America now presents the first instance of a people assembled to weigh
deliberately and calmly and to decide leisurely and peaceably upon
the form of government by which they will bind themselves and their
posterity."

Not all the men to whom this undertaking was entrusted, and who were
taking themselves and their work so seriously, could pretend to social
distinction, but practically all belonged to the upper ruling class. At
the Indian Queen, a tavern on Fourth Street between Market and Chestnut,
some of the delegates had a hall in which they lived by themselves.
The meetings of the Convention were held in an upper room of the State
House. The sessions were secret; sentries were placed at the door to
keep away all intruders; and the pavement of the street in front of
the building was covered with loose earth so that the noises of passing
traffic should not disturb this august assembly. It is not surprising
that a tradition grew up about the Federal Convention which hedged it
round with a sort of awe and reverence. Even Thomas Jefferson referred
to it as "an assembly of demigods." If we can get away from the glamour
which has been spread over the work of the Fathers of the Constitution
and understand that they were human beings, even as we are, and
influenced by the same motives as other men, it may be possible to
obtain a more faithful impression of what actually took place.

Since representation in the Convention was to be by States, just as it
had been in the Continental Congress, the presence of delegations from
a majority of the States was necessary for organization. It is a
commentary upon the times, upon the difficulties of travel, and upon the
leisurely habits of the people, that the meeting which had been called
for the 14th of May could not begin its work for over ten days. The 25th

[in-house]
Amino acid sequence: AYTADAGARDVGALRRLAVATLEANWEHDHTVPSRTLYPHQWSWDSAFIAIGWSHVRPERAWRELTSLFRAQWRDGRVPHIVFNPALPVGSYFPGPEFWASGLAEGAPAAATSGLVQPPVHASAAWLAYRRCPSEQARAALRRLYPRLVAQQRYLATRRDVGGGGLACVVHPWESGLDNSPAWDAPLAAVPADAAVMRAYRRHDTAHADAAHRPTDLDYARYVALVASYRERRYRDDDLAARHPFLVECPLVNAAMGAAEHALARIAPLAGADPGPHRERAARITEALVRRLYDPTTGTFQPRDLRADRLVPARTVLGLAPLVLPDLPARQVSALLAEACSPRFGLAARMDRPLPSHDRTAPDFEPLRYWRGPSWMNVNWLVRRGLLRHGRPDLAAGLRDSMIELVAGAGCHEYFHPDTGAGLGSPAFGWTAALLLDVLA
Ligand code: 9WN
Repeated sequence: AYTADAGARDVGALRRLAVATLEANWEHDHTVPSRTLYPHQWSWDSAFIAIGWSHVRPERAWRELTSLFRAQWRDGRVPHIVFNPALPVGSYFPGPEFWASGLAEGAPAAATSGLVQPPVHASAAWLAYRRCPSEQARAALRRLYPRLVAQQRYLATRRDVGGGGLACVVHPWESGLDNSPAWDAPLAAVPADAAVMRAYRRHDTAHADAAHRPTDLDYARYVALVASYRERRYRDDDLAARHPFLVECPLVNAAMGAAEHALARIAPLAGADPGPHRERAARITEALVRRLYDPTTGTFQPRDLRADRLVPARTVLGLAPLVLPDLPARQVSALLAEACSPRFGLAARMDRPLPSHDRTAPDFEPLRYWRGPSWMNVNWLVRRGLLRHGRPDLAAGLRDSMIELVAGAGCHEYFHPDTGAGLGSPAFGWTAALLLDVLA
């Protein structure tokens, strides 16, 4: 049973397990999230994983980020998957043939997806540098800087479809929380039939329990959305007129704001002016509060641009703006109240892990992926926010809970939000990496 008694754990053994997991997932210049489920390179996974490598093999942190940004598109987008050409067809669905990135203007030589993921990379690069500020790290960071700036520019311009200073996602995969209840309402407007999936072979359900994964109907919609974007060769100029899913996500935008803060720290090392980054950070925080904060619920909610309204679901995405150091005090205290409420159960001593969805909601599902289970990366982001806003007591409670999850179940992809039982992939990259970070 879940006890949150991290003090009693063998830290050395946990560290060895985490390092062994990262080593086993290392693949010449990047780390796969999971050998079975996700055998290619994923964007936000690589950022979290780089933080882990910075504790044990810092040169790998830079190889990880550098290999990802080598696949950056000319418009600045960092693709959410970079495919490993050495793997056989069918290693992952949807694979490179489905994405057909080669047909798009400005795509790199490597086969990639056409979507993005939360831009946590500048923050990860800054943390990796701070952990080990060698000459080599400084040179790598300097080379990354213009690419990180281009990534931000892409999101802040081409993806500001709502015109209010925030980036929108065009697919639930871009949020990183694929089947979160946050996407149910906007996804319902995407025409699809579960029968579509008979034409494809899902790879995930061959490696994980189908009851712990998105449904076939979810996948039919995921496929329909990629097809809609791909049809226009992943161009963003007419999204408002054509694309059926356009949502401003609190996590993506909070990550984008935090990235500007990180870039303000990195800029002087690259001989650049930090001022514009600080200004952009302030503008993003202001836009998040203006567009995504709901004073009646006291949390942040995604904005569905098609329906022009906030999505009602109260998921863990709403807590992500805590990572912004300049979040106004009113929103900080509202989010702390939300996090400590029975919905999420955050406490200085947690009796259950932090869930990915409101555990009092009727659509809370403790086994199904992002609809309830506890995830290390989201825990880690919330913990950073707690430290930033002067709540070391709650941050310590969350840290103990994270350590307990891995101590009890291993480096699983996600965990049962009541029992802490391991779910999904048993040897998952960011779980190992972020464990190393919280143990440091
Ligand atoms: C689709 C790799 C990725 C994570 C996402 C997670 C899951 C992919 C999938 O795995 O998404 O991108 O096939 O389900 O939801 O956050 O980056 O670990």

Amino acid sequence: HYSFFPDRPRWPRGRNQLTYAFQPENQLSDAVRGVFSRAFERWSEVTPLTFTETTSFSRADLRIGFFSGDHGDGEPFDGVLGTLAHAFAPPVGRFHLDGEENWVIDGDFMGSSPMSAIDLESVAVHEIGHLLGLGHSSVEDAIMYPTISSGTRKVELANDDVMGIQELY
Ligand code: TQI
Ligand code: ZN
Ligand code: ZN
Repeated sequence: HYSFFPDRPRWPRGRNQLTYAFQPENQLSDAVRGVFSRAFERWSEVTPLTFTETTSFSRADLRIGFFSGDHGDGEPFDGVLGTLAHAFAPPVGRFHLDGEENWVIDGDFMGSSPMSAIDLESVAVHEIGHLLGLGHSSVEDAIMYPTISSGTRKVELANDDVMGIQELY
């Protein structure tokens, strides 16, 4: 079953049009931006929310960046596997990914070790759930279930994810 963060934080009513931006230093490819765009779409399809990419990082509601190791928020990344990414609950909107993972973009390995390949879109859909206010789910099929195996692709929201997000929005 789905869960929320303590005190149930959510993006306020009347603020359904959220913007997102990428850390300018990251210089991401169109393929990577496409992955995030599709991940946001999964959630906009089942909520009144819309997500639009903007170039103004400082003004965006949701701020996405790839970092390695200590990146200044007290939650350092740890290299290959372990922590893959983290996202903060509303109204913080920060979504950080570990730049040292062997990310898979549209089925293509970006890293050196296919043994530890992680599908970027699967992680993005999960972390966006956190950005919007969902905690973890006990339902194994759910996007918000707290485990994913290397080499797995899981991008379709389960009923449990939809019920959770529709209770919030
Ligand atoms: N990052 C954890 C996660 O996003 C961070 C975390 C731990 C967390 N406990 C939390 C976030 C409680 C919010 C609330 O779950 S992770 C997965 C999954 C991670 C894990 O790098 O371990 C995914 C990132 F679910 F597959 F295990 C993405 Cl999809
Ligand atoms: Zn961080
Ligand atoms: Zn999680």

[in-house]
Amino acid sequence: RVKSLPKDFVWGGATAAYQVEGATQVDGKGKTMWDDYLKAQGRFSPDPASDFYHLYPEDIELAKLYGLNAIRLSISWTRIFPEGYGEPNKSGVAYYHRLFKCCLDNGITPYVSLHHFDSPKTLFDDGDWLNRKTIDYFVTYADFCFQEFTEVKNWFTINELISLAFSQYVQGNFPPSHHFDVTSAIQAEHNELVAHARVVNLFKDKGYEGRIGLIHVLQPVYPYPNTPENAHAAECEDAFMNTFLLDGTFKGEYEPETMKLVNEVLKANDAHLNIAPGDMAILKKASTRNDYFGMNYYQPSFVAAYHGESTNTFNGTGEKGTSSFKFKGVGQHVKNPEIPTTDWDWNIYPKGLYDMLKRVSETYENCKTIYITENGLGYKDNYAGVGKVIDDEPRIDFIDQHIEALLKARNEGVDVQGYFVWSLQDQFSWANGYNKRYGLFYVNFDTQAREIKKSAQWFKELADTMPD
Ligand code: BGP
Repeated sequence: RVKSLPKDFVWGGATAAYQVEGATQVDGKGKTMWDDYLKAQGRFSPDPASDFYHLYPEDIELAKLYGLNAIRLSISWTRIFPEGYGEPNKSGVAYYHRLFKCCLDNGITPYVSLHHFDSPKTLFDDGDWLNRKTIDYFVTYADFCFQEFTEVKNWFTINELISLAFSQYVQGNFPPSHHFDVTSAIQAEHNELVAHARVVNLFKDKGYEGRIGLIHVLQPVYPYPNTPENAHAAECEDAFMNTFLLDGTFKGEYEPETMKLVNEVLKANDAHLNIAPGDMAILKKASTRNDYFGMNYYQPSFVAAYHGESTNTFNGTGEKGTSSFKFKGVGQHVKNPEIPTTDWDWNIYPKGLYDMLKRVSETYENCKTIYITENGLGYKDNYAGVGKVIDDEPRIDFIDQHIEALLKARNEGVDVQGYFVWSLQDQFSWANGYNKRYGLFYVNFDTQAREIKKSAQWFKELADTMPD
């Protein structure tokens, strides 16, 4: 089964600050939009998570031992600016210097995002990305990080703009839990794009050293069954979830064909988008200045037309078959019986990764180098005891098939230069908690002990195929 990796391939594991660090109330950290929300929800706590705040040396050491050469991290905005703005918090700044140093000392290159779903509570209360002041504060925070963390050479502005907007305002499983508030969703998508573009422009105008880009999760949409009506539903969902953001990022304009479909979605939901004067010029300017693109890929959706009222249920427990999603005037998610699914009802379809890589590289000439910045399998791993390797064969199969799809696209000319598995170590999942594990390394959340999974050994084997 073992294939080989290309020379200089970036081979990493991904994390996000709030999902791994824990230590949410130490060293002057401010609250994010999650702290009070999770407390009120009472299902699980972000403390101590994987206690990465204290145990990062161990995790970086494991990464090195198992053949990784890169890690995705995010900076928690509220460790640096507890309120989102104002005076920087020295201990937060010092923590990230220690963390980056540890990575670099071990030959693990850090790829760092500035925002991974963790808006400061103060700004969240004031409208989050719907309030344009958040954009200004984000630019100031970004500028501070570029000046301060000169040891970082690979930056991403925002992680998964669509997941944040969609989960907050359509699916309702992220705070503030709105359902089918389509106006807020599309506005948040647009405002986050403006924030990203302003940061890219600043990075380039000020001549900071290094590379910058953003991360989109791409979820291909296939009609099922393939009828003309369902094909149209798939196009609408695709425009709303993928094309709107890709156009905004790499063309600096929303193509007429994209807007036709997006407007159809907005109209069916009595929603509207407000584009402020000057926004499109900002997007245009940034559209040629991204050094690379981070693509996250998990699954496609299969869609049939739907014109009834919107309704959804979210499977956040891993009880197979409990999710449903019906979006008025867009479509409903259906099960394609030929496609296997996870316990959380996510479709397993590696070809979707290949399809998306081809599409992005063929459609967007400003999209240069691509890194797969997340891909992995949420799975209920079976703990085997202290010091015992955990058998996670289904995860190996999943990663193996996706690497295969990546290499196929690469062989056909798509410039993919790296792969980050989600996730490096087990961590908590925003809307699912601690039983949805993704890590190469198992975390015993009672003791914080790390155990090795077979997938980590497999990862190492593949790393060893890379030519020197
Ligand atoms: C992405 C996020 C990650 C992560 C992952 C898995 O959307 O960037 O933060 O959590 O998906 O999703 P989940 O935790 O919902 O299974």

of May was stormy, and only twenty-nine delegates were on hand when
the Convention organized. The slender attendance can only partially be
attributed to the weather, for in the following three months and a half
of the Convention, at which fifty-five members were present at one time
or another, the average attendance was only slightly larger than that
of the first day. In such a small body personality counted for much,
in ways that the historian can only surmise. Many compromises of
conflicting interests were reached by informal discussion outside of
the formal sessions. In these small gatherings individual character was
often as decisive as weighty argument.

George Washington was unanimously chosen as the presiding officer of the
Convention. He sat on a raised platform; in a large, carved, high-backed
chair, from which his commanding figure and dignified bearing exerted
a potent influence on the assembly; an influence enhanced by the formal
courtesy and stately intercourse of the times. Washington was the great
man of his day and the members not only respected and admired him; some
of them were actually afraid of him. When he rose to his feet he was
almost the Commander-in-Chief again. There is evidence to show that
his support or disapproval was at times a decisive factor in the
deliberations of the Convention.

Virginia, which had taken a conspicuous part in the calling of the
Convention, was looked to for leadership in the work that was to be
done. James Madison, next to Washington the most important member of
the Virginia delegation, was the very opposite of Washington in many
respects - small and slight in stature, inconspicuous in dress as in
figure, modest and retiring, but with a quick, active mind and wide
knowledge obtained both from experience in public affairs and from
extensive reading. Washington was the man of action; Madison, the
scholar in politics. Madison was the younger by nearly twenty years,
but Washington admired him greatly and gave him the support of his
influence - a matter of no little consequence, for Madison was the
leading expert worker of the Convention in the business of framing the
Constitution. Governor Edmund Randolph, with his tall figure, handsome
face, and dignified manner, made an excellent impression in the position
accorded to him of nominal leader of the Virginia delegation. Among
others from the same State who should be noticed were the famous
lawyers, George Wythe and George Mason.

Among the deputies from Pennsylvania the foremost was James Wilson, the
"Caledonian," who probably stood next in importance in the convention to
Madison and Washington. He had come to America as a young man just
when the troubles with England were beginning and by sheer ability had
attained a position of prominence. Several times a member of Congress,
a signer of the Declaration of Independence, he was now regarded as one
of the ablest lawyers in the United States. A more brilliant member
of the Pennsylvania delegation, and one of the most brilliant of the
Convention, was Gouverneur Morris, who shone by his cleverness and quick
wit as well as by his wonderful command of language. But Morris was